Winners Respond. Losers React.
    Singapore Web Designer

  7. #7
    SitePoint Zealot
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    Quote Originally Posted by Kevin Yank View Post
    To clarify, the front-end of Zimbra, the part that runs in the browser, is entirely HTML and JavaScript—there is no Java there. The Java runs entirely server-side, and from our experience runs really smoothly.
    Given that it is written with Java (backend), it should be compatible with almost all OS. I just do not see why the guy on top bashed it some badly.

  8. #8
    SitePoint Wizard jimbo_dk's Avatar
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    Quote Originally Posted by Animedude View Post
    Given that it is written with Java (backend), it should be compatible with almost all OS. I just do not see why the guy on top bashed it some badly.
    That guy seems to be running a personal hate campaign against some companies. That's probably why.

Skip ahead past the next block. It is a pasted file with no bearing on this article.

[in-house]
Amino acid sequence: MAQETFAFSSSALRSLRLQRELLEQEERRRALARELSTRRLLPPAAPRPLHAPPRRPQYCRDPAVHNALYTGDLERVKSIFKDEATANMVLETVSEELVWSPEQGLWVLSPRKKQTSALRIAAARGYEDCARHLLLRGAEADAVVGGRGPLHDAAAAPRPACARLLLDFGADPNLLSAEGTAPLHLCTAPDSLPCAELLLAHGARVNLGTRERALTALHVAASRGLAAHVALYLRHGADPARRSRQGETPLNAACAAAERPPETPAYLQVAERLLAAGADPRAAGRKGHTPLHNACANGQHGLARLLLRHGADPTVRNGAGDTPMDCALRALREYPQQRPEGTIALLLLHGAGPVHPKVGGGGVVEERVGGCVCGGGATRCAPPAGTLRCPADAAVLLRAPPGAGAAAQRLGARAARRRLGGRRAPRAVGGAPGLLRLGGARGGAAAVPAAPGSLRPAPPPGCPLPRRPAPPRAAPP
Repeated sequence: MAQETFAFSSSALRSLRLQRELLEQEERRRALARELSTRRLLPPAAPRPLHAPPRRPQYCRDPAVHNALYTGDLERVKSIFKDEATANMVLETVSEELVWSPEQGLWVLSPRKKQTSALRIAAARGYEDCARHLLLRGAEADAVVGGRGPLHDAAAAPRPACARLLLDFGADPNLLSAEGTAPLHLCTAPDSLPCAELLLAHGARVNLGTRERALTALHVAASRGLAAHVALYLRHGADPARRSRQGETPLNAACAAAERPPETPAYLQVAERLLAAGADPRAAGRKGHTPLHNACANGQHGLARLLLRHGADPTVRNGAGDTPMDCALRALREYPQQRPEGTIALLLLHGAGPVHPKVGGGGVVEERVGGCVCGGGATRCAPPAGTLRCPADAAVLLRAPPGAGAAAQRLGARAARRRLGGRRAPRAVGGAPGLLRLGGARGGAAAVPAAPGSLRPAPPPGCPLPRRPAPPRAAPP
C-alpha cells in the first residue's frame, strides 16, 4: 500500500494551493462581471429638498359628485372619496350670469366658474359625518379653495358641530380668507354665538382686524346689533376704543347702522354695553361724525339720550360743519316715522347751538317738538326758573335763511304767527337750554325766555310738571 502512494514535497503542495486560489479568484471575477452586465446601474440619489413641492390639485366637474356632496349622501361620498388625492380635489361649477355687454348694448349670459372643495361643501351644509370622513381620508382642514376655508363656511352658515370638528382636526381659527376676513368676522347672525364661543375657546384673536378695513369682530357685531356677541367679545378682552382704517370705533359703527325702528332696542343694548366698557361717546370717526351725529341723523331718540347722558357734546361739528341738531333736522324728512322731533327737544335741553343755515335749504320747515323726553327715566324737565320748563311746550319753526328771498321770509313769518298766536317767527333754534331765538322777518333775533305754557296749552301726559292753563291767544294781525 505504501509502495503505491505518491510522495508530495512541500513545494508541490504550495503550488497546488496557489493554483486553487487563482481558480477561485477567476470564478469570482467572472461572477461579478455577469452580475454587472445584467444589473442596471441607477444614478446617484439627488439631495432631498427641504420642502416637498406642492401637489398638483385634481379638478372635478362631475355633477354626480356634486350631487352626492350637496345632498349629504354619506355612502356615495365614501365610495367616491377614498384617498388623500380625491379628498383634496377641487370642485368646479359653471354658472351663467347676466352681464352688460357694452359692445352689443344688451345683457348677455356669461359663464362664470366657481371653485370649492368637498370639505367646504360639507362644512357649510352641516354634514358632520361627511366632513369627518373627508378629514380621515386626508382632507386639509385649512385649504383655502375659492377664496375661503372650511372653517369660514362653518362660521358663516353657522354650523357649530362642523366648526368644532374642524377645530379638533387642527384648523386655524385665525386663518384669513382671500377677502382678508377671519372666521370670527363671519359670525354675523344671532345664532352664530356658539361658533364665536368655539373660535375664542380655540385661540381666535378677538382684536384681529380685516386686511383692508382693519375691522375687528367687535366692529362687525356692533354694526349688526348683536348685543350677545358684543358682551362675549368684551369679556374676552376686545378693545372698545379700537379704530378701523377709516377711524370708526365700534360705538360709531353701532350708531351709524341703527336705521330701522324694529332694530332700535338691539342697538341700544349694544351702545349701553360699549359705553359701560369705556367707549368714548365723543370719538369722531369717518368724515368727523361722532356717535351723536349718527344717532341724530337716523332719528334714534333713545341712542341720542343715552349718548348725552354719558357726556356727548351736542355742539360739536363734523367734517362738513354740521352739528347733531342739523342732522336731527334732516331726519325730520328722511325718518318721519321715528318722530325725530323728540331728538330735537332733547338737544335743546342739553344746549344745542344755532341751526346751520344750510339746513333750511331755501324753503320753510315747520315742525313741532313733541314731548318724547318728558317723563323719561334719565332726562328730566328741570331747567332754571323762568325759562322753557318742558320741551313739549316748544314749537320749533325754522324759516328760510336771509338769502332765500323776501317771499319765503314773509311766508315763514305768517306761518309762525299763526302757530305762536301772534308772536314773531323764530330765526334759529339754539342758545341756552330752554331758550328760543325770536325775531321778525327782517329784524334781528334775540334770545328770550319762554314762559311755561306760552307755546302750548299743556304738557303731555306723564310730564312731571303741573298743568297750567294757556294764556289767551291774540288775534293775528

About his comment on speed however, given all the features it has (I just saw the demo video, never tried it out), I'd expect it to bring some memory starved machines to a crawl.
    Winners Respond. Losers React.
    Singapore Web Designer

  9. #9
    HAHA!
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    Quote Originally Posted by dvduval View Post
    I had never heard of it either. I'm not sure if Yahoo bought it for the Ajax know-how or the value of the company itself. It sounds like the votes are at 1 to 1 right now, and it would be nice to see what others think about Zimbra.